Neisseria gonorrhoeae is the bacterium responsible for the sexually transmitted infection gonorrhoea, also known as the clap. Symptoms often include pain when peeing and a nasty discharge from your nether regions, although some people can be asymptomatic. The microbe isn’t hugely fussy about where it causes an infection, so you can also get gonorrhoea of the throat and anus if that’s where the bacteria are deposited.
Despite the fact that gonorrhoea can be prevented by using condoms, there are apparently more than 100 million estimated new cases worldwide each year. Unfortunately N. gonorrhoeae is becoming increasingly resistant to antibiotics, so researchers are trying to find out more about how the microbe is transmitted and exactly how it causes infection to develop new strategies to combat it.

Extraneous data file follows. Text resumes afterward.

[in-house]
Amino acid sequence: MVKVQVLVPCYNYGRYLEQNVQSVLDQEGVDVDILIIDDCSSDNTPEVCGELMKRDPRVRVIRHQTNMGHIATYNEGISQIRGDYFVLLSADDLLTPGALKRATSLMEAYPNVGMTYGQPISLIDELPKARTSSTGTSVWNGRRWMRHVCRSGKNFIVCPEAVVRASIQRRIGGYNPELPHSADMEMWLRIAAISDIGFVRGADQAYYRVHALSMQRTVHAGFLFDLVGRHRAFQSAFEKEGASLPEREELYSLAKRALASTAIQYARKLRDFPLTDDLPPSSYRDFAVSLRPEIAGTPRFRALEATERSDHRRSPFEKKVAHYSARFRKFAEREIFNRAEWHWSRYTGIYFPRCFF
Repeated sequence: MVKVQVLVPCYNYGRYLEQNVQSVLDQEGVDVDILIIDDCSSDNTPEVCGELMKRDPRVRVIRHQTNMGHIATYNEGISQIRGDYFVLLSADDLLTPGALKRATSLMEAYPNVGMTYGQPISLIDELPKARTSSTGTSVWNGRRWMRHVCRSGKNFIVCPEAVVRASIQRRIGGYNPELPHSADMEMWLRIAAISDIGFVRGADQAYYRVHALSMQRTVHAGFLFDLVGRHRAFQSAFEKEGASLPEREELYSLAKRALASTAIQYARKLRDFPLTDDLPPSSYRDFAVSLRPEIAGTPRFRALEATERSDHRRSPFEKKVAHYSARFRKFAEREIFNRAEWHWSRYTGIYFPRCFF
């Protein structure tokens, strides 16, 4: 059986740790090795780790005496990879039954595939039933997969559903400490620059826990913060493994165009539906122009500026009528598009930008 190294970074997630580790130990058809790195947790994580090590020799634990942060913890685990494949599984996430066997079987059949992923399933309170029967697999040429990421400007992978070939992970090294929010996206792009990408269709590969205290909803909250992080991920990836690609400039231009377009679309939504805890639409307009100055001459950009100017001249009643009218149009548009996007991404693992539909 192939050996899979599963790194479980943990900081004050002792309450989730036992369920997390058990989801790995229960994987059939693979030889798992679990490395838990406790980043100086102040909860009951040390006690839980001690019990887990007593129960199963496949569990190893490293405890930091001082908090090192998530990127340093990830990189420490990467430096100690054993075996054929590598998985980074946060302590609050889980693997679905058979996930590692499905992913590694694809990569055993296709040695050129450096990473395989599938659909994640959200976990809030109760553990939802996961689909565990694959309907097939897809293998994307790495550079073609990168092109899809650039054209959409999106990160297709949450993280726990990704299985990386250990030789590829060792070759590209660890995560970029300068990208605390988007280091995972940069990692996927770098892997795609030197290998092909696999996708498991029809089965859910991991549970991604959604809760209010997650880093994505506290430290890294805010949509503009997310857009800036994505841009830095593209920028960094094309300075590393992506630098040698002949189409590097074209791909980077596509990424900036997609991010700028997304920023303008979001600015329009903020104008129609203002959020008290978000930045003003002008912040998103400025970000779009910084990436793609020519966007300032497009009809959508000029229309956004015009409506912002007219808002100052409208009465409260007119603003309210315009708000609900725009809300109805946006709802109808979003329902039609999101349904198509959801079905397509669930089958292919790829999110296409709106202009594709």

Mark Anderson and colleagues have just published a paper in the open access journal mBio showing that various proteins in the fluid of semen makes N. gonorrhoeae mobile, through a mechanism called twitching motility. This is where the bacterium rapidly extends and retracts hairlike appendages found on its surface to make it move. The researchers also found that N. gonorrhoeae forms little microcolonies when exposed to seminal proteins, making it stick better to human cells. This work shows that the semen environment changes the bacterium to prime it for transmission between people.
In case you need an incentive to use a condom, here’s a movie of twitching motility in action, for another bacterium called Pseudomonas aeruginosa. So guys, you could have those little critters twitching around in your semen. Seriously. If you ever have a discharge, go see a doctor.